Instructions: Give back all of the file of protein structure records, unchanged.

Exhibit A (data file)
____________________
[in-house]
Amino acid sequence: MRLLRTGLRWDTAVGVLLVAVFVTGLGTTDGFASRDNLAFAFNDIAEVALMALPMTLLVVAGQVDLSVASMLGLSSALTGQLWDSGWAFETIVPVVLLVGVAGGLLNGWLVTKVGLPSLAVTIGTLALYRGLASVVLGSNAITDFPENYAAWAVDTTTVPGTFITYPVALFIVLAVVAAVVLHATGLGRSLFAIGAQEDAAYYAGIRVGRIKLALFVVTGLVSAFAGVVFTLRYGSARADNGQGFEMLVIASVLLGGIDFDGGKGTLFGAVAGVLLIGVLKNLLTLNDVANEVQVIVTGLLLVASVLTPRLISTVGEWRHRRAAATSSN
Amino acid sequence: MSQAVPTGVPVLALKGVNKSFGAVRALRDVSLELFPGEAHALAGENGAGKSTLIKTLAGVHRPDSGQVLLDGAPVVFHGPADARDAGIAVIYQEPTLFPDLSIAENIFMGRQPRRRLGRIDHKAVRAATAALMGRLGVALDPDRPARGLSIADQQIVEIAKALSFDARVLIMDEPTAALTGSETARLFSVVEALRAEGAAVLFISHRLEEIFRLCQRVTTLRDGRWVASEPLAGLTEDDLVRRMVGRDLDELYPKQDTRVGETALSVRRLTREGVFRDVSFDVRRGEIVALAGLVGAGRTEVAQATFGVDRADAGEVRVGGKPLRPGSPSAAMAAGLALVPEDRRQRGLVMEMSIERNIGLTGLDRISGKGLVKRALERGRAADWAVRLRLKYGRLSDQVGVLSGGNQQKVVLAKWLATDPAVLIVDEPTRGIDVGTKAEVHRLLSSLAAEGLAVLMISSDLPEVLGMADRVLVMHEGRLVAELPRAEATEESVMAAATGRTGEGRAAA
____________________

[in-house]
Amino acid sequence: MRLLRTGLRWDTAVGVLLVAVFVTGLGTTDGFASRDNLAFAFNDIAEVALMALPMTLLVVAGQVDLSVASMLGLSSALTGQLWDSGWAFETIVPVVLLVGVAGGLLNGWLVTKVGLPSLAVTIGTLALYRGLASVVLGSNAITDFPENYAAWAVDTTTVPGTFITYPVALFIVLAVVAAVVLHATGLGRSLFAIGAQEDAAYYAGIRVGRIKLALFVVTGLVSAFAGVVFTLRYGSARADNGQGFEMLVIASVLLGGIDFDGGKGTLFGAVAGVLLIGVLKNLLTLNDVANEVQVIVTGLLLVASVLTPRLISTVGEWRHRRAAATSSN
Amino acid sequence: MSQAVPTGVPVLALKGVNKSFGAVRALRDVSLELFPGEAHALAGENGAGKSTLIKTLAGVHRPDSGQVLLDGAPVVFHGPADARDAGIAVIYQEPTLFPDLSIAENIFMGRQPRRRLGRIDHKAVRAATAALMGRLGVALDPDRPARGLSIADQQIVEIAKALSFDARVLIMDEPTAALTGSETARLFSVVEALRAEGAAVLFISHRLEEIFRLCQRVTTLRDGRWVASEPLAGLTEDDLVRRMVGRDLDELYPKQDTRVGETALSVRRLTREGVFRDVSFDVRRGEIVALAGLVGAGRTEVAQATFGVDRADAGEVRVGGKPLRPGSPSAAMAAGLALVPEDRRQRGLVMEMSIERNIGLTGLDRISGKGLVKRALERGRAADWAVRLRLKYGRLSDQVGVLSGGNQQKVVLAKWLATDPAVLIVDEPTRGIDVGTKAEVHRLLSSLAAEGLAVLMISSDLPEVLGMADRVLVMHEGRLVAELPRAEATEESVMAAATGRTGEGRAAA